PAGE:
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*** OFFICIAL *** COVID-19 CoronaVirus Thread


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30 minutes ago, jamny said:

All I have is a pack of dust type masks in the garage. I think there's like 5 or 6 in the pack.

Dust mask is fine.  It'll keep you from touching you nose/mouth.  (obv I don't rate the inhalation of aerosols at the grocery store to be a major risk - I know others here very much do).  Just don't rub your eyes.

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13 minutes ago, BobbyLayne said:

Major outbreak on the USS Theodore Roosevelt (CVN-71) - 200 cases & climbing

Its been 30+ years for me but CVNs usually have a crew around 5,000

One thing that troubles me is that an insane proportion of Navy enlisted are vapers.  That can't be good for lung health to begin with, and with COVID I just dunno.  We shall see.

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The Czech Republic and Slovakia have mandated the wearing of masks in public...

Czechs get to work making masks after government decree

 

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The Czech Republic and neighbouring Slovakia are the only two countries in Europe to impose mandatory mask-wearing, the supposed benefits of which – although endorsed by the World Health Organization – are disputed by some.

 

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“The Czech Republic is one of the few in Europe that has significantly slowed down the spread of the virus,” the narrator says. “The main difference is that everyone who has to leave their house has to wear a mask.”

 

They haven't supplied masks to their citizens but a massive initiative to help people make them at home has been ongoing.

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2 hours ago, pollardsvision said:

Still trying to get the details on this and figure out the best way to go. 

Anybody know about companies with employees that got laid off and signed up for unemployment for a week or two? Would they still qualify for this (when brought back)?

And is it true that it all starts as a loan, but if you meet certain criteria it becomes forgiven? That concerns me. I understand why, but still don't like the risk that one screw up in process would mean debt.

In the backdrop of some generous unemployment, I'm not sure which way to go.

I believe the loan is forgiven if you bring back laid off employees by June 30th but don’t quote me on it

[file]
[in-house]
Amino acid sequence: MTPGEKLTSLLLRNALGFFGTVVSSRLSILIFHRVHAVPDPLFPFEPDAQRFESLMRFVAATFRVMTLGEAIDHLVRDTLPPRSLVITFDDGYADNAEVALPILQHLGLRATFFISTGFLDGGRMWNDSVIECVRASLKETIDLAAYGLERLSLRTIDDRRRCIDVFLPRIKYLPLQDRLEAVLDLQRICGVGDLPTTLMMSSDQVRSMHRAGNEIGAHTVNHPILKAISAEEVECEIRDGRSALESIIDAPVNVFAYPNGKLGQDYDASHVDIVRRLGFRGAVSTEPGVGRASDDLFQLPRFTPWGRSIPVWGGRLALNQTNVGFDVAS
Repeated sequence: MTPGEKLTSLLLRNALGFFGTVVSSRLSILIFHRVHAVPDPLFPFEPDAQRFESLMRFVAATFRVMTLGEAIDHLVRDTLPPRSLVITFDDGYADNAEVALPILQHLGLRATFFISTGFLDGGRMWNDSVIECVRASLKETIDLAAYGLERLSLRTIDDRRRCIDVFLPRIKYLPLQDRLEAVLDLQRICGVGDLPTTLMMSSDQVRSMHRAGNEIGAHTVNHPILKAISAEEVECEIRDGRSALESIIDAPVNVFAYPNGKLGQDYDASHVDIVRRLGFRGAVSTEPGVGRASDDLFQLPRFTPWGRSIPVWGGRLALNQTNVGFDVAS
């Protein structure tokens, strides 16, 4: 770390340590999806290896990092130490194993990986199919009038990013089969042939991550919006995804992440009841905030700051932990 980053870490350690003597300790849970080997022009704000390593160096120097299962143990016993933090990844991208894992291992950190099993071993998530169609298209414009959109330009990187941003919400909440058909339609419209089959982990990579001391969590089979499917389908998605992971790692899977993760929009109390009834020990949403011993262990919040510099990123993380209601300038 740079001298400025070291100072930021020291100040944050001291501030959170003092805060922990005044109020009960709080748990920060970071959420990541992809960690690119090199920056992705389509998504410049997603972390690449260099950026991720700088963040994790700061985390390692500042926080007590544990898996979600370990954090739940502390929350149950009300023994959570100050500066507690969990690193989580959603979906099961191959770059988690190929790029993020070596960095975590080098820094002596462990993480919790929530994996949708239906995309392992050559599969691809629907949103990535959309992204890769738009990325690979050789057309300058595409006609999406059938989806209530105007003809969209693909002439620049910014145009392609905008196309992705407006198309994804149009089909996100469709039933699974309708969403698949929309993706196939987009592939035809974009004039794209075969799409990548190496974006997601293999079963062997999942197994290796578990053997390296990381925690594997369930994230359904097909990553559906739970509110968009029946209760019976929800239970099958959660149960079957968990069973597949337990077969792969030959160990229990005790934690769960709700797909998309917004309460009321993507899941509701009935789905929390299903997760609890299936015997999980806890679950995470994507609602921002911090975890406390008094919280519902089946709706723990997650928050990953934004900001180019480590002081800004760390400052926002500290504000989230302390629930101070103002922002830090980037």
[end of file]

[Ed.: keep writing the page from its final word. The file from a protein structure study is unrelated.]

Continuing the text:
There are some good links in the small business thread 

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Btw, here is an EXCELLENT article detailing how some viral infections can spread and how it relates to coronavirus. 

It describes it very well in relatively good laymen's terms.  It talks about how/why measels is so incredibly contagious.  It also describes what an aerosol is and how it can spread disease.

As it talks about, it is incredibly unlikely this is spread by aerosols.  Yes, it might happen, but at such an infrequent rate as to not be considered a mode of transmission for the general public.  If it was passed that way, these numbers would actually be way, way worse than what they are.

When a new virus blasts out of the animals that harbored it and into people, experts can usually say, thank goodness it’s not like measles. That virus is more contagious than any others known to science: Each case of measles causes an astronomical 12 to 18 new cases, compared to about six for polio, smallpox, and rubella. Each case of the new coronavirus is estimated to cause two to three others.

The reason the measles is so, well, viral, is that the microbe is so small and hardy that it is able to stay suspended in the air where an infected person coughed or sneezed for up to two hours, making it one of the only viruses that can exist as a true aerosol.

Now there are conflicting reports on whether the new coronavirus can. The studies suggesting that it can be aerosolized are only preliminary, and other research contradicts it, finding no aerosolized coronavirus particles in the hospital rooms of Covid-19 patients.

The weight of the evidence suggests that the new coronavirus can exist as an aerosol — a physics term meaning a liquid or solid (the virus) suspended in a gas (like air) — only under very limited conditions, and that this transmission route is not driving the pandemic. But “limited” conditions does not mean “no” conditions, underlining the need for health care workers to have high levels of personal protection, especially when doing procedures such as intubation that have the greatest chance of creating coronavirus aerosols. “I think the answer will be, aerosolization occurs rarely but not never,” said microbiologist and physician Stanley Perlman of the University of Iowa. “You have to distinguish between what’s possible and what’s actually happening.”

There are two ways a coronavirus can be transmitted via air.

In droplet form, the coronavirus is airborne for a few seconds after someone sneezes or coughs. It’s able to travel only a short distance before gravitational forces pull it down. Someone close enough for the virus particles to reach in that brief period can therefore be infected. So can anyone who comes into contact with virus-containing droplets that fall onto a surface. The new coronavirus can survive on surfaces for several hours; hence the importance of hand-washing after touching a surface in a public place.